Of his latest creation, Gabe Umland says “For some reason post-apoc has fallen out of style, but it doesn’t mean it’s not still cool”. So true! Inspired by this drawing from DeviantArt member Dumitrescu Ioan, Gabe’s diorama captures the ramshackle world of repurposed ship parts on the bed of a long dried-up ocean:
But it’s all the little details that make a scene like this more interesting – and warrant a closer look – right down to the very comfortable-looking interior of an old shipping container:
Lukasz Wiktorowicz crafted a beautiful oriental diorama featuring three temples nested on a tiered landscape. Check out the innovative and realistic technique used for the roofs and the waterfall.
I built a factory diorama for my T-47 Sheridan walking tank a few weeks ago. Of course, as the style of the build is alternate WWII, the workers in the factory are all female. As it’s Labor Day here in the US, it seemed like the perfect day to post this diorama, and celebrate the achievements of the American worker.
Dan Harris (macsen_wledig) has built a temple with this magnificent mosaic as the center point. He’s also provided interesting history related to the obscure Roman god whose temple he chose to build. Make sure you check out the full gallery to take in the lighting effects, as well as his other Roman builds.
When we featured Castor Troy‘s collection of Vampire Hunter steampunk vehicles back in June, the French builder was still hard at work on the centerpiece, the Vampire’s castle. Well now the diorama is complete! And what a whopper this impenetrable-looking Gothic masterpiece is…
Grant Davis gives us an interesting view in the life of monkeys in this delightful vignette:
We’re left up to our own imagination to explain what’s going on. And while we’re thinking up our story you start to realize all the wonderful details that Grant has put into the backdrop: the effective floor tiling, rockwork, complex walls, and even the doorway arch… there’s so much I love about this silly build.
In this little scene, Christian Benito (chbenito) takes inspiration for a minifig scale golem, and turns it into something gigantic. The little figure suddenly becomes a massive Titan, looming above the (adorable) trees.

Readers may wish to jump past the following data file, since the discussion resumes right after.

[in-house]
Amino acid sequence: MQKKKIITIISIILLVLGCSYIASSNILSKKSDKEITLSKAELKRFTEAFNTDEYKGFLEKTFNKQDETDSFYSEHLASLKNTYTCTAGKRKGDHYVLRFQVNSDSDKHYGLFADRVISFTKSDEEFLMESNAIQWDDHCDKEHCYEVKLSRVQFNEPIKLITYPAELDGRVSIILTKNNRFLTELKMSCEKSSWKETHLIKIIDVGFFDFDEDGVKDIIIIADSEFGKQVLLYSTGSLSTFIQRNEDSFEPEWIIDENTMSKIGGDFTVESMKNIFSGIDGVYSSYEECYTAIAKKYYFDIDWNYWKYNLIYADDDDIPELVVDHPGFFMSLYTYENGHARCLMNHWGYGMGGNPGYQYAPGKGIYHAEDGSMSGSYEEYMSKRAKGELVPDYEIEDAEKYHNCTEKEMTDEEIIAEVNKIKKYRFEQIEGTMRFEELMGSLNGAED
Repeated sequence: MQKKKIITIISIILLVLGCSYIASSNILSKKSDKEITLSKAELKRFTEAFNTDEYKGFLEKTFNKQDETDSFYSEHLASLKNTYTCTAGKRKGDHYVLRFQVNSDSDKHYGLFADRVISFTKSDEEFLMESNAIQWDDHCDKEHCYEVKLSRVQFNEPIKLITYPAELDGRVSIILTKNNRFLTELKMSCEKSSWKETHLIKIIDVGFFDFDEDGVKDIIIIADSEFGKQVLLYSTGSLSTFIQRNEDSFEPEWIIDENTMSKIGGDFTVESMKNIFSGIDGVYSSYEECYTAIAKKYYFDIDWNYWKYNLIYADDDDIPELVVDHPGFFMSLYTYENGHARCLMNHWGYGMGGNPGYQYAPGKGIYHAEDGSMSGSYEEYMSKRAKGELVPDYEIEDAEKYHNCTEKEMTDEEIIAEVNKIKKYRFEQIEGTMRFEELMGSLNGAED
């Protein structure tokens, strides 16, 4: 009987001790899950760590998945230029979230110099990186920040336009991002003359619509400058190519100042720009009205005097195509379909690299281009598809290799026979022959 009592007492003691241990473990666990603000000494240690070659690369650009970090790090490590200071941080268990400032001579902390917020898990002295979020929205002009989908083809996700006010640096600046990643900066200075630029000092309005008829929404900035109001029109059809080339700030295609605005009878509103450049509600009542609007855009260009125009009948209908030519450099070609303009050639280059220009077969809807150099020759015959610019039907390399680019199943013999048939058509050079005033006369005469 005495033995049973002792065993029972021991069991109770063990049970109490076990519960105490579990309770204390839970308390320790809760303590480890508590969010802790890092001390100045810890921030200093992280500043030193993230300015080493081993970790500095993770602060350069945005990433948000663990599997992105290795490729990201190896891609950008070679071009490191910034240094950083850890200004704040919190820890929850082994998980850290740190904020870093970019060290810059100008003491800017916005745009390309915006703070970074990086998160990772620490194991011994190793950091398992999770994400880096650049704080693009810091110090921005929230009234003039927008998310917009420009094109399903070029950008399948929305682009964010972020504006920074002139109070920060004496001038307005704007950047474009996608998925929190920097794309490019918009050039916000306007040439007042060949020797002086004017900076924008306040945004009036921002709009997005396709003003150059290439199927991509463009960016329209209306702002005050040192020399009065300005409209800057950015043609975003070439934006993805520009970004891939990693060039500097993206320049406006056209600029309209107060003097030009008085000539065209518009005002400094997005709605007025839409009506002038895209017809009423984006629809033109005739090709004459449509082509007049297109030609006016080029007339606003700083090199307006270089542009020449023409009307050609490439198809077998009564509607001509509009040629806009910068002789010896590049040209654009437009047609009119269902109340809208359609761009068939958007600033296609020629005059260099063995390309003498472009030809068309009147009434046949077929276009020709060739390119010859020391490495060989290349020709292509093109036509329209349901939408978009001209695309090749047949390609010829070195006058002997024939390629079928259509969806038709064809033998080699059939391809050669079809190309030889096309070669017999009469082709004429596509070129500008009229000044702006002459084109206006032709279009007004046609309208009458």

Ah, the Mos Eisley Cantina, that wretched hive of scum and villainy. At least they’ve got a catchy tune, though. Disco86 brings new quality to this familiar scene with his latest diorama, where he makes terrific use of lighting to give the scene an electric vibe.
Ever wondered what a steampunk SWAT team bust would look like? Well, I think it might look a little something like this charmingly titled diorama by Logan (captaininfinity), “The Grand Arrest of Professor Filius Bertram.” It’s not every day we get a cool steampunk diorama that includes an airship, a tank, and a legged vehicle, all of which come together with the help of copious quantities of earth-toned elements.
Today marks the 100th anniversary of Germany’s declaration of war against France, drawing two of Europe’s largest nations into what would later be known as World War I. The “Great War” introduced numerous new and deadly military technologies, from fighter planes to tanks.
Talented Polish builder Ciamosław Ciamek (PigletCiamek) has built a triptych of highly detailed dioramas depicting three phases of World War I.
The first diorama, titled “Enthusiasm,” shows French citizens volunteering as the patriotic population admires the soldiers marching off to the front in 1914.
The second scene, titled “Awe”, illustrates the Third Battle of Ypres in 1917, in which hundreds of thousands of men died.
Finally, Ciamek’s third diorama, titled “Glory”, shows the moment when German fighter ace Manfred von Richthofen (the “Red Baron”) was shot down in his famous red tri-plane in 1918.